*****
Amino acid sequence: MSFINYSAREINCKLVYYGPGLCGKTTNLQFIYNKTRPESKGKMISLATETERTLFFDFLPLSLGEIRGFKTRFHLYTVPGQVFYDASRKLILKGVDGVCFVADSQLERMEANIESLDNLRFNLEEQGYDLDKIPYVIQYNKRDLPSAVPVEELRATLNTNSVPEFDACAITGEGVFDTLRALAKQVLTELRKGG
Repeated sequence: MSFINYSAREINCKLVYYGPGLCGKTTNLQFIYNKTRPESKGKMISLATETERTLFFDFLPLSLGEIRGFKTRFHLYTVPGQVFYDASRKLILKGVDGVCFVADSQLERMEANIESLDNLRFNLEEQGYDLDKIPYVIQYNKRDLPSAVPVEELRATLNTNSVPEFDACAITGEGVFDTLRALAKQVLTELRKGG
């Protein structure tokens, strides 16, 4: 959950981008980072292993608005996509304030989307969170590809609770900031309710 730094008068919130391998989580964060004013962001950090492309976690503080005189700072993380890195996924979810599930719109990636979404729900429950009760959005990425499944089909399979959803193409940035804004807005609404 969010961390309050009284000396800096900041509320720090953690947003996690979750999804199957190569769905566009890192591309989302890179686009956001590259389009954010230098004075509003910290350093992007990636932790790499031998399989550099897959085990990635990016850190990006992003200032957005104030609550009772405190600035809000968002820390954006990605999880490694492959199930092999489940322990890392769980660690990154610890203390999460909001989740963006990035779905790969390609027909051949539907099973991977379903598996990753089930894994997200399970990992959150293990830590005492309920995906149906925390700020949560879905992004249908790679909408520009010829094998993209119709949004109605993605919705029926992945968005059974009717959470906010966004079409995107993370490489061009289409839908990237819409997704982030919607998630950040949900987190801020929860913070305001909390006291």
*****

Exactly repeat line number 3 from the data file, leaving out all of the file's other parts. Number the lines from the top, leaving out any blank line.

């Protein structure tokens, strides 16, 4: 959950981008980072292993608005996509304030989307969170590809609770900031309710 730094008068919130391998989580964060004013962001950090492309976690503080005189700072993380890195996924979810599930719109990636979404729900429950009760959005990425499944089909399979959803193409940035804004807005609404 969010961390309050009284000396800096900041509320720090953690947003996690979750999804199957190569769905566009890192591309989302890179686009956001590259389009954010230098004075509003910290350093992007990636932790790499031998399989550099897959085990990635990016850190990006992003200032957005104030609550009772405190600035809000968002820390954006990605999880490694492959199930092999489940322990890392769980660690990154610890203390999460909001989740963006990035779905790969390609027909051949539907099973991977379903598996990753089930894994997200399970990992959150293990830590005492309920995906149906925390700020949560879905992004249908790679909408520009010829094998993209119709949004109605993605919705029926992945968005059974009717959470906010966004079409995107993370490489061009289409839908990237819409997704982030919607998630950040949900987190801020929860913070305001909390006291």